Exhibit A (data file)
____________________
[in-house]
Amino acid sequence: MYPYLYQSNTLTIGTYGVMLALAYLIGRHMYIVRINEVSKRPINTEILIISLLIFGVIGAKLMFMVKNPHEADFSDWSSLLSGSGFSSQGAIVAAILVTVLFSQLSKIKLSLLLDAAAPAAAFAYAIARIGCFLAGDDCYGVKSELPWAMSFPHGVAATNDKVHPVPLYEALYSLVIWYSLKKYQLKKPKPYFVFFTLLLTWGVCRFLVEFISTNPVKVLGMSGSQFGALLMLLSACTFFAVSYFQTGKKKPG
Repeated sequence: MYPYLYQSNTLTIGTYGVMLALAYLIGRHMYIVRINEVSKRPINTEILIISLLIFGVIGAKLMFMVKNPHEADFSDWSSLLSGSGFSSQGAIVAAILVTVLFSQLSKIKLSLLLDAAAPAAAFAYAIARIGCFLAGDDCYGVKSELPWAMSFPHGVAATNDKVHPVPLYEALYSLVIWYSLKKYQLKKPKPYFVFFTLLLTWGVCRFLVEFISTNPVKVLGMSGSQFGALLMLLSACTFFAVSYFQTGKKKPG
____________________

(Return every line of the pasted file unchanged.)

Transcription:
[in-house]
Amino acid sequence: MYPYLYQSNTLTIGTYGVMLALAYLIGRHMYIVRINEVSKRPINTEILIISLLIFGVIGAKLMFMVKNPHEADFSDWSSLLSGSGFSSQGAIVAAILVTVLFSQLSKIKLSLLLDAAAPAAAFAYAIARIGCFLAGDDCYGVKSELPWAMSFPHGVAATNDKVHPVPLYEALYSLVIWYSLKKYQLKKPKPYFVFFTLLLTWGVCRFLVEFISTNPVKVLGMSGSQFGALLMLLSACTFFAVSYFQTGKKKPG
Repeated sequence: MYPYLYQSNTLTIGTYGVMLALAYLIGRHMYIVRINEVSKRPINTEILIISLLIFGVIGAKLMFMVKNPHEADFSDWSSLLSGSGFSSQGAIVAAILVTVLFSQLSKIKLSLLLDAAAPAAAFAYAIARIGCFLAGDDCYGVKSELPWAMSFPHGVAATNDKVHPVPLYEALYSLVIWYSLKKYQLKKPKPYFVFFTLLLTWGVCRFLVEFISTNPVKVLGMSGSQFGALLMLLSACTFFAVSYFQTGKKKPG